What happens if you want to stay on the fence and say ‘maybe’? Don’t worry; we’ve got your back.
Archaic or humorous now, peradventure sounds unusually adventurous, but actually comes from the French per aventure, meaning ‘by chance’, on the same model as perchance.
e.g. I will keep my ears open for their Spanish—peradventure I shall hear something worth my trouble.
…and, indeed, the much more common perhaps. This everyday word has stuck around after the disappearance of its etymon hap, which meant ‘good fortune, good luck’ or ‘the chance or fortune that falls to a person’. Hap also survives in mishap and happen, and…
e.g. perhaps you would even consider a little vacation in France.
…mayhap! This term is also listed as archaic in OxfordDictionaries.com, but you may well come across it in humorous contexts. Our New Monitor Corpus currently lists 112 examples of mayhap and 160 of mayhaps in the past few years, compared (say) to only 46 of peradventure, so it’s clearly not faded away completely yet. It’s not in the same league asperhaps, at 975,735 examples, though.
e.g. mayhap the loss of the match meant a great deal to both of them.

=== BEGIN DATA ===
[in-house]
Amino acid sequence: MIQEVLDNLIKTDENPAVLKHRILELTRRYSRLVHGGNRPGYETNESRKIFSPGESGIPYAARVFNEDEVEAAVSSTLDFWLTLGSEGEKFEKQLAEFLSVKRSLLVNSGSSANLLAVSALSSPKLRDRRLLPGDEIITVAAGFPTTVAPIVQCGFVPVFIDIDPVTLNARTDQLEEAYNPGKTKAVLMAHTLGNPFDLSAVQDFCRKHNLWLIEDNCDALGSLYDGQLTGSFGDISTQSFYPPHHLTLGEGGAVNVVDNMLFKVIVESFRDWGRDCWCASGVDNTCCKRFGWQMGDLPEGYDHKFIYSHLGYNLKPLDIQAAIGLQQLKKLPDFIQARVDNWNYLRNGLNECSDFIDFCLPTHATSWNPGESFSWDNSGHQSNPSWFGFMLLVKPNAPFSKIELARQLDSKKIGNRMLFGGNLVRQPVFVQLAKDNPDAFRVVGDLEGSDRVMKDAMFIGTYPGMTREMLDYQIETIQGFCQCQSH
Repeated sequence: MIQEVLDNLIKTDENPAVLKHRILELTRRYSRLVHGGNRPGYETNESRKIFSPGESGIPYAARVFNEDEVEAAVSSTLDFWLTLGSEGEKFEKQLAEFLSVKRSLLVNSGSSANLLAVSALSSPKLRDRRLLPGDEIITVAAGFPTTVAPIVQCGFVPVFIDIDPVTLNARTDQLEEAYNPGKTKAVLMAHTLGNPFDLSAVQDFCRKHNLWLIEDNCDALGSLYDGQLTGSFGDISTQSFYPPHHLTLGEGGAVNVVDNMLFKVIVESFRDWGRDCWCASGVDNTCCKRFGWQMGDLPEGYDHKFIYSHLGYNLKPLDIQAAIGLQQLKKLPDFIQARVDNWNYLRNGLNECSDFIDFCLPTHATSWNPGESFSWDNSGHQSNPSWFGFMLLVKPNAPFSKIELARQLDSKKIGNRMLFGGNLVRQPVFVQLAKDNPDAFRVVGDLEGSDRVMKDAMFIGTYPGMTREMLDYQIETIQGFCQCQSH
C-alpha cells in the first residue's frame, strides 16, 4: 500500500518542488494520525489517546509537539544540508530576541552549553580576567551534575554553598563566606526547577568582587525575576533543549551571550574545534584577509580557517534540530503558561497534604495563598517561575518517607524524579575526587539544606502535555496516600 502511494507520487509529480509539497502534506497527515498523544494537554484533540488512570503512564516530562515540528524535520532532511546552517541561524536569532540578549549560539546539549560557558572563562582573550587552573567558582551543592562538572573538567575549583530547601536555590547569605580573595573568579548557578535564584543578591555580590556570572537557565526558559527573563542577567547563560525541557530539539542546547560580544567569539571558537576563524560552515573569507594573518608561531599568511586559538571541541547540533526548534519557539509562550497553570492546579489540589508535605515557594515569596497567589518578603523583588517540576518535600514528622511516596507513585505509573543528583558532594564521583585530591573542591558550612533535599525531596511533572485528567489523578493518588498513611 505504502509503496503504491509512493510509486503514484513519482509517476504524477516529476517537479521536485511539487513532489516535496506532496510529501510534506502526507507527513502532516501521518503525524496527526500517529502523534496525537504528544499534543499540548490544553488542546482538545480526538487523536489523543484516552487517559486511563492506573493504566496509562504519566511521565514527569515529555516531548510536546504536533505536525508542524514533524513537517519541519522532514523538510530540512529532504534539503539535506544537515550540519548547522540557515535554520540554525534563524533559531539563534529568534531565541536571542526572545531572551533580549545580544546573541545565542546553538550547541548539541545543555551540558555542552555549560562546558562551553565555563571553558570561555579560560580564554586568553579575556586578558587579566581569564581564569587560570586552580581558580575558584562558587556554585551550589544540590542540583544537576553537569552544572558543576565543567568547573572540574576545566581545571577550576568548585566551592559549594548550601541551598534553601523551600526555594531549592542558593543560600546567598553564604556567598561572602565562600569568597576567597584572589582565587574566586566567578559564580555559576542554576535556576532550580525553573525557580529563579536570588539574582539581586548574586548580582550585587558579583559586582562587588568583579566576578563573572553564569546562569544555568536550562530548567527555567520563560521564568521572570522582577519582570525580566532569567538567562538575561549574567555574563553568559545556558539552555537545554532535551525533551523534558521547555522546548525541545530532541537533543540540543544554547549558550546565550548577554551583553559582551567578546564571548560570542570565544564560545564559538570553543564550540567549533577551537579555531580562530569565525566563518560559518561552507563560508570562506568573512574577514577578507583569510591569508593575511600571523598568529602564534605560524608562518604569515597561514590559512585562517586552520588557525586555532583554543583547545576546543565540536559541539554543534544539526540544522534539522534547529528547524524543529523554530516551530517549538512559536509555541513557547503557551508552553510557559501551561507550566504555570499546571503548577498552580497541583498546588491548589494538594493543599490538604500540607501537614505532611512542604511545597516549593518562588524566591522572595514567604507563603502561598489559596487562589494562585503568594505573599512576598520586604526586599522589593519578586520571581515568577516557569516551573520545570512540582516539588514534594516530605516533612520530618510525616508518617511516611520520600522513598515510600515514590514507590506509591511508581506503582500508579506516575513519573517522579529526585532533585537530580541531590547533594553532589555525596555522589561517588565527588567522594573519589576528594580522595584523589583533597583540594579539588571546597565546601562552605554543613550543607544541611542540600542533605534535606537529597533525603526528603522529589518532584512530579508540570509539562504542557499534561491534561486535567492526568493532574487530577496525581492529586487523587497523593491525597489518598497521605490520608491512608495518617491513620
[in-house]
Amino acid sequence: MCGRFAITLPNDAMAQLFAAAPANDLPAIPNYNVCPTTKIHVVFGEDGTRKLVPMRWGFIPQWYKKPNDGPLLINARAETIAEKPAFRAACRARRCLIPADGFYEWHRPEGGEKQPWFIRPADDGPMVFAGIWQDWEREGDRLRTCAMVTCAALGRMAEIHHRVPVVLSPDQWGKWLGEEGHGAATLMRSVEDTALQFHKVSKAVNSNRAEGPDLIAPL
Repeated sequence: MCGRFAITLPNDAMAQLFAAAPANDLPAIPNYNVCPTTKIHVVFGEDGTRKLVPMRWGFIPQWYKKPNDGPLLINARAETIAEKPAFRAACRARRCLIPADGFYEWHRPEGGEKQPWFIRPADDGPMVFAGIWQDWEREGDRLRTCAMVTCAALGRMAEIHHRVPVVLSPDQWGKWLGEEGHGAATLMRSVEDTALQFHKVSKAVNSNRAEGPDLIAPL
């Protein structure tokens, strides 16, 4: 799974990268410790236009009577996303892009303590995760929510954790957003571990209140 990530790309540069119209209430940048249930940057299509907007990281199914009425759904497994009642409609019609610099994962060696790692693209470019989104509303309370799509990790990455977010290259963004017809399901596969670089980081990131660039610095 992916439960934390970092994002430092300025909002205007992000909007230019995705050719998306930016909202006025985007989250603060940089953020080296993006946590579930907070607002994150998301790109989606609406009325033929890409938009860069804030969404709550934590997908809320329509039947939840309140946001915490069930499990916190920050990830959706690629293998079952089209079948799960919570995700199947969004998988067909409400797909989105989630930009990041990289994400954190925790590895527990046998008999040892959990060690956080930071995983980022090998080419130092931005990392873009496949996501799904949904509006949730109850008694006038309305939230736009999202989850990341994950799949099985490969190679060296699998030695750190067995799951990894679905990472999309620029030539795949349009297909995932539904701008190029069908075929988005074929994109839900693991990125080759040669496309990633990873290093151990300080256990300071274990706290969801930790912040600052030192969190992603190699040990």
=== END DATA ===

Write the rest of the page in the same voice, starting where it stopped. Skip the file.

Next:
An obsolete meaning of the common word lightly was ‘as may easily happen; probably, perhaps’, as in ‘There happens lightly some ugly little contrary accident’ (1672).
If you want to dance around(推脱，回避事实) something, the phrase it is possible that is a great way to offer some misdirection.
If you don’t want to commit yourself immediately, you might opt for weather permitting or variants on this pattern. While this can be simply literal – plans may change depending on the weather – it has also taken on a transferred, broader use.
e.g. The game starts at 11 o’clock, weather permitting.
7. depending on circumstances
Like weather permitting, the phrase depending on circumstances is a nice way to evade(回避) commitment.